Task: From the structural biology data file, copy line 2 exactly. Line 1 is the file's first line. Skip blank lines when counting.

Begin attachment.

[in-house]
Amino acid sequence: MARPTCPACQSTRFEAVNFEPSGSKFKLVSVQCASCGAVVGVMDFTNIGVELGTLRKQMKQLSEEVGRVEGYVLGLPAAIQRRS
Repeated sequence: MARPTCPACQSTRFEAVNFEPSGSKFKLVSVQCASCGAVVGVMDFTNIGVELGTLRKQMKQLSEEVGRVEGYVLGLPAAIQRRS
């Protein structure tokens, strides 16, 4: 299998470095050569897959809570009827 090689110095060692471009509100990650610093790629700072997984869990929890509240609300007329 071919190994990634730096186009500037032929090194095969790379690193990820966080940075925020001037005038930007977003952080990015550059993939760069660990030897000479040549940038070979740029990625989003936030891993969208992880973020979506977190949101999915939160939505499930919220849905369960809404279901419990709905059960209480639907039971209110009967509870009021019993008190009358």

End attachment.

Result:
Amino acid sequence: MARPTCPACQSTRFEAVNFEPSGSKFKLVSVQCASCGAVVGVMDFTNIGVELGTLRKQMKQLSEEVGRVEGYVLGLPAAIQRRS